Have Your Say About Land Expropriation Without Compensation Before It’s Too Late
The government is planning on changing the constitution to allow for land expropriation without compensation. This is a drastic move and will guarantee that your money will be worth less if this happens. But it’s not too late for you to do something about it. Write an email to email@example.com and voice your displeasure. Let’s not let our government make your money worthless.
Parliament passed the Constitution way back in 1996, and for those of you who don’t know, the Constitution is the supreme law of the Republic of South Africa. It forms the legal foundation for our country and protects the rights of all its citizens.
This was until 2018, when a motion was put forward in February. Later that same year the National Assembly agreed that Section 25 of the Constitution, 1996 should be amended to provide for the expropriation of land without compensation.
This kicked up fiery debates across the country and land ownership quickly became the hottest topic in town.
Then the conversation died down and things got a little quiet. At least in the media and on social media platforms.
The reason for this was because a review committee had been set up and tasked to get some homework done – to determine whether the Constitution should be amended or not.
What was the role of this committee who were silently at work?
The Constitutional Review Committee engaged in extensive public consultations and conducted a review. They filed a report in the two Houses of Parliament and here is an extract from that report:
‘’Section 25 of the Constitution must be amended to make explicit that which is implicit in the Constitution, with regards to expropriation of land without compensation, as a legitimate option for land reform, so as to address the historic wrongs caused by the arbitrary dispossession of land, and in so doing ensure equitable access to land and further empower the majority of South Africans to be productive participants in ownership, food security and agricultural reform programs’’
Recently this topic resurfaced in the media again.
According to an article issued by Private Property on the Bizcommunity website, 29th November 2019, the following was stated:
‘Two different proposals have been made to amend S25. The first proposal is the adding of a proviso to the effect that only ‘a court may determine that no compensation is payable in the event of expropriation of land for purposes of land reform’ .
The second proposal is that ‘land may be expropriated without the payment of any compensation as a legitimate option for land reform in order to redress the results of past racial discrimination.
The difference between these proposals is that the latter does not require the courts to decide on the value of compensation, meaning that various government departments and authorities could zero-value any land expropriated for land reform purposes.’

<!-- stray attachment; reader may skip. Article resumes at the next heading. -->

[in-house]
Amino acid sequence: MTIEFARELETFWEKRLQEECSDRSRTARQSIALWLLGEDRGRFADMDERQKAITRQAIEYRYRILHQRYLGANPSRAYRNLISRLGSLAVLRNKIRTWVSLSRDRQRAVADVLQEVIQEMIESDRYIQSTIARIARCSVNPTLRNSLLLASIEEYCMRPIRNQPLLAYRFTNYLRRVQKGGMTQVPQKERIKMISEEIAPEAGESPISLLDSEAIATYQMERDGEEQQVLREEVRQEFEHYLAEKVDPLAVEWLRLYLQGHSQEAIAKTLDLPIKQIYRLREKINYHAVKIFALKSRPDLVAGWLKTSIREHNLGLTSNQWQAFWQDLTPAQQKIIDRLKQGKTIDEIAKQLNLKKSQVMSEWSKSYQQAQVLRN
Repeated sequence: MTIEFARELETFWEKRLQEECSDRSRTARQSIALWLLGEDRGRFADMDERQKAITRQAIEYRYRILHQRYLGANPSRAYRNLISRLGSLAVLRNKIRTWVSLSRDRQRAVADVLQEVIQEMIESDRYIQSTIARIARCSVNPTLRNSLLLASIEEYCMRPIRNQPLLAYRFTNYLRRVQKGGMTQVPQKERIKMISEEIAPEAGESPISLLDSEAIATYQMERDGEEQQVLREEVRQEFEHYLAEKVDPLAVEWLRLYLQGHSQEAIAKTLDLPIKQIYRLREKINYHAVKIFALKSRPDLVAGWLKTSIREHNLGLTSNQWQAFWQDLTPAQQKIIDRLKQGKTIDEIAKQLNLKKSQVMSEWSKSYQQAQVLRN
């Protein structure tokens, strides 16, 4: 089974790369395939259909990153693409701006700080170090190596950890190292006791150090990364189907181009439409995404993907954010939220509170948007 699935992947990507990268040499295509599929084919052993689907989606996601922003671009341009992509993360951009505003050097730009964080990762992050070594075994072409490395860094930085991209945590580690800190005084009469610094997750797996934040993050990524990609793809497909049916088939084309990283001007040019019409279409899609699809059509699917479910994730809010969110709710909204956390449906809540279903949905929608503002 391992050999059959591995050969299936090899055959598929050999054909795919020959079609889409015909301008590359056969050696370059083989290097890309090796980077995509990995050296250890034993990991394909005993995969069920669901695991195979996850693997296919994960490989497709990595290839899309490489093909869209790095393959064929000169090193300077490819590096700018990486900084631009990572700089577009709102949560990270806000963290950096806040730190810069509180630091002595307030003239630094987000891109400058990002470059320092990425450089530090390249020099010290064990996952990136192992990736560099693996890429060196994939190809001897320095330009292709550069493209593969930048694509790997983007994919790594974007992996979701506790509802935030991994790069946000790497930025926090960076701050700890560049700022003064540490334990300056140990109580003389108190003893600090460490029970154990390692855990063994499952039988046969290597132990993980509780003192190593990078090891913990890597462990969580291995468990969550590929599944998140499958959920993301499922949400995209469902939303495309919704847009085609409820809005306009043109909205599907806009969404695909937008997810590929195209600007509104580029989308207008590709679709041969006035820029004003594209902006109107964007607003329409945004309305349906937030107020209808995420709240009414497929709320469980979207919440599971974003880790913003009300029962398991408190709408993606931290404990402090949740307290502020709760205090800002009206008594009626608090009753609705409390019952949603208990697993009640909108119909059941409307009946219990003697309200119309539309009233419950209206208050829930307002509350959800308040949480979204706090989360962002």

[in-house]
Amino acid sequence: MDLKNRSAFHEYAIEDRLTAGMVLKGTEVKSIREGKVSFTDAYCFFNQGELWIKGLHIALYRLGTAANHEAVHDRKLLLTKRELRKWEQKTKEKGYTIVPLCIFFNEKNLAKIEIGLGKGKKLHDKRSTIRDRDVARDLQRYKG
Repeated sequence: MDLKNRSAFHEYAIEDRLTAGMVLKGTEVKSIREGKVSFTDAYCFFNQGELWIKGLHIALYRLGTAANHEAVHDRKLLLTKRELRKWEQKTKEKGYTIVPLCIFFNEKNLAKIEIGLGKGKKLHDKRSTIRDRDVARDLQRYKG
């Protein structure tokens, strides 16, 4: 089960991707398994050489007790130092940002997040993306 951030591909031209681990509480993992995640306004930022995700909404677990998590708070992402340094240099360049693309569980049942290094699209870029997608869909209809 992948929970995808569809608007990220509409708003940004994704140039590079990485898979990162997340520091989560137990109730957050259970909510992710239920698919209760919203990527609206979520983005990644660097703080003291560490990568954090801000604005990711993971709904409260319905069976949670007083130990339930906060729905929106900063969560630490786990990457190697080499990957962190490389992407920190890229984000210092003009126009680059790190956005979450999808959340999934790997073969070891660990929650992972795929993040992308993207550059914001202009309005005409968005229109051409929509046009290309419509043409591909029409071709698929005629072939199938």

So, what exactly is Section 25?
- Section 25 protects the constitutional right to property and forms part of the Bill of Rights.
Here is a little extract from this section of the current bill of rights:
The proposed amendment to the “property clause” in Section 25 of the Constitution can end up affecting all South Africans.
The fact that Government is trying to amend the Constitution and bill of rights should be raising alarm bells in every South African’s head. If they can get it right this time, what is stopping them from doing it again, in the future, if they need to?
Secondly, for anyone who owns a property in South Africa, this news is a little concerning. While the Government has made clear it will not be knocking on neighbourhood doors and kicking people out of their privately owned homes, the proposed legislation could be open-ended enough to create a loophole that a more aggressive future Government could use to their advantage.
Now this is maybe something you weren’t aware of, but you can, in fact, voice your concerns and have your say about this proposed amendment bill.
But time is running out!
The National Assembly set up an ad hoc Committee to draft the legislation of the actual amendment. This ad hoc committee has invited stakeholders and any other interested persons to send in written submissions on the Draft Constitution Eighteenth Amendment Bill [B – 2019].
You can send through your concerns or suggestions in writing to Mr V Ramaano, 3rd Floor, 90 Plein Street, Cape Town, 8000 or email your letter to firstname.lastname@example.org. Parliament will be accepting public submissions until the 31st January 2020. Let them know that you want to protect the Constitution, our economy and your land/property.
Let us have your thoughts.
Until next time.
The MoneyShop Team